There are also growing calls for disinvestment, which were amplified by the protests at Standing Rock against the Dakota Access Pipeline (which had funding from Wells Fargo, Bank of America, Goldman Sachs, and JPMorgan Chase, among others). Like all corporations, for-profit banks are legally obligated to maximize profit, and it’s easier to turn a profit by investing in Wall Street rather than local communities. But this means that public money ends up in the fossil fuel industry, private prisons, immigrant detention centers, and other places users might not choose to financially support.
Commercial banks continue to dominate the banking marketplace, but individuals are starting to make different choices about where they bank—especially here in the Hudson Valley. Nationwide, commercial bank deposits are 13 times higher than local bank deposits, but as Hudson Valley One reports:
Ulster County is marching to a different drummer. The most recent federal data shows the national banks growing more slowly in deposits in Ulster County than the local banks. If present trends continue, total Ulster County deposits in local banking institutions will exceed those in the county’s nonlocal banks in three or four years. And Ulster County continues to be one of the strongholds of credit unions, another important part of the banking world.
Local banks and credit unions are a perfectly good alternative for individual accounts, but they don’t have the capacity to handle large government accounts, and have less capital with which to issue loans. This makes public banking a good option for municipalities and states. As Ananya Garg writes for Yes! Magazine in a piece detailing the community implications of public banking, public banks are mandated to service their communities, not obligated to maximize profit, and are run like nonprofits, with community board members and public financials.
Public banking might also just be sound fiscal policy, a particularly compelling argument given the volatility of big banks. A 2011 report by liberal think tank Demos, writes Sarah Jones in The New Republic, explains how the public banking model can positively affect the local economy by stating that “banks can offer lower debt costs to city and state governments, fund public infrastructure projects, and encourage entrepreneurship by providing loans to small businesses at lower interest rates and with lower fees.” And a 2018 article in American Banker highlights more of the benefits, including “keeping state money in state” and “higher returns on public deposits.”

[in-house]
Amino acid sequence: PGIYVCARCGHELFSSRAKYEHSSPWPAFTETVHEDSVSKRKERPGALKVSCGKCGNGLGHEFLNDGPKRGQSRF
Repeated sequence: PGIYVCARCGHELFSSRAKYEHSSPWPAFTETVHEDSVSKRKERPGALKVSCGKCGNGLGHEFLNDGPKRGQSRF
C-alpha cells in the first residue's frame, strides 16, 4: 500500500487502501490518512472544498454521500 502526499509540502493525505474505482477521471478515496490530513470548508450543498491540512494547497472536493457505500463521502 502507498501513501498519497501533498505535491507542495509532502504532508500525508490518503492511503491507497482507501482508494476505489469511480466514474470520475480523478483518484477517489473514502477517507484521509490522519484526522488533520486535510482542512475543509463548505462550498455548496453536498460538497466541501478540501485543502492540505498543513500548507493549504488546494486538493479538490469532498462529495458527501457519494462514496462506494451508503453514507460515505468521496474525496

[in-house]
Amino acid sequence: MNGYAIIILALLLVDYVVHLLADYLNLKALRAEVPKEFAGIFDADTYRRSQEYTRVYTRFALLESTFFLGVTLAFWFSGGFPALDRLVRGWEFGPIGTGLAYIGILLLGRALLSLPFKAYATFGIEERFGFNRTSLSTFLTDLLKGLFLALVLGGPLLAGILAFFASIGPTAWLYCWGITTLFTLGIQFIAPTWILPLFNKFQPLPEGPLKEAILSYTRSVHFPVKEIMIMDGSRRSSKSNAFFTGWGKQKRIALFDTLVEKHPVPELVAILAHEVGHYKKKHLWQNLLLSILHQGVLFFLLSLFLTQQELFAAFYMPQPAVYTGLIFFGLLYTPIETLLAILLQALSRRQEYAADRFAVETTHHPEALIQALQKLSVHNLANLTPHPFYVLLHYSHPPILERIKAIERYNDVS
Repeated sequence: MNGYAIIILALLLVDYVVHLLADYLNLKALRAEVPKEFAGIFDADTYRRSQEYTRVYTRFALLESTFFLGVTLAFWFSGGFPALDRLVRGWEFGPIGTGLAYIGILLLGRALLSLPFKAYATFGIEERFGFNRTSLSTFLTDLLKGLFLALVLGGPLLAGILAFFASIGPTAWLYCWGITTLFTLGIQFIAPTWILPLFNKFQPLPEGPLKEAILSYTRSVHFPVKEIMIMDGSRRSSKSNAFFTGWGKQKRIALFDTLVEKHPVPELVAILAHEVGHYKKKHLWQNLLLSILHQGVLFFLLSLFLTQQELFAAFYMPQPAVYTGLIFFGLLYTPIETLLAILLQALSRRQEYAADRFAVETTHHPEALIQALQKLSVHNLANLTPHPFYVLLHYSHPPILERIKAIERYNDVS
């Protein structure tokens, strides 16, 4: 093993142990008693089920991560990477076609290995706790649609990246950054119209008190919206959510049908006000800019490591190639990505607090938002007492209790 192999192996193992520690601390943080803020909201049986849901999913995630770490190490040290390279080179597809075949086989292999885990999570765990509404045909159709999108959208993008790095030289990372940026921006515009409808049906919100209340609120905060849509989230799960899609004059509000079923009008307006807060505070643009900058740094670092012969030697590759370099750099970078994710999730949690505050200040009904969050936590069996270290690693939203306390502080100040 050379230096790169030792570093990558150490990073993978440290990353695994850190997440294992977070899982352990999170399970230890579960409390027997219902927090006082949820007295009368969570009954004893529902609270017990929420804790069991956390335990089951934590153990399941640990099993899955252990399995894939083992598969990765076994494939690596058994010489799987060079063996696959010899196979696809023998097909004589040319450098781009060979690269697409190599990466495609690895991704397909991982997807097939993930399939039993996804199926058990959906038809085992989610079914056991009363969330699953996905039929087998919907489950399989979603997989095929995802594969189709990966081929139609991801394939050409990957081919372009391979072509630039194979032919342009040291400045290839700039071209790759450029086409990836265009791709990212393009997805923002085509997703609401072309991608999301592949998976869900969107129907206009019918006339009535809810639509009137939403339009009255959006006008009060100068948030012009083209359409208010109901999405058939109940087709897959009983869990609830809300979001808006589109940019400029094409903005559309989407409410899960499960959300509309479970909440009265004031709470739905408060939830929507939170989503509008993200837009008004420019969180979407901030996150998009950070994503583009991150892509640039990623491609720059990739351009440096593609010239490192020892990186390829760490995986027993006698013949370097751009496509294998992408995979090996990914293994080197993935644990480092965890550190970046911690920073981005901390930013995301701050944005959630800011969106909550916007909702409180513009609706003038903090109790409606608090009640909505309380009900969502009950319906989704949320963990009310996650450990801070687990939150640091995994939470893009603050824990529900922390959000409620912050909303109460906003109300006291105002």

Time will tell how far the public banking movement spreads, and if it creates more institutions like the Bank of North Dakota. In addition to California, there has been support for public banks in Vermont, New Mexico, and Pennsylvania. New Jersey Governor Phil Murphy has been making the case in the Garden State. And Public Bank NYC is running a campaign in the nation’s largest city, calling for a public bank that would make equitable investments and “serve as a public trust invested in social justice.” There’s even been some movement statewide: Bills introduced in the New York Senate by Luis Sepúlveda (D-Bronx) and James Sanders (D-Queens) would, respectively, establish the Empire State Public Bank and amend finance law to allow the establishment of other public banks in the state, but neither bill made it out of committee during the 2019 legislative session.
And while public banking may have been born of socialism, public banks can help create a more stable and just economy under capitalism, one that centers the concerns of community members over profits, which will be needed to fund projects like the Green New Deal. As Ellen Brown, the cofounder of the Public Banking Institute, writes for the New York Times:
We actually need publicly owned banks for a capitalist market economy to run properly. Banking, money, and credit are not market goods but are economic infrastructure, just as roads and bridges are physical infrastructure. By providing inexpensive, accessible financing to the free enterprise sector of the economy, public banks make commerce more vital and stable.
Phillip Pantuso is the editor of The River, and has contributed to the Guardian, the New York Times, and Yes! Magazine. Follow him on Twitter @phillippantuso.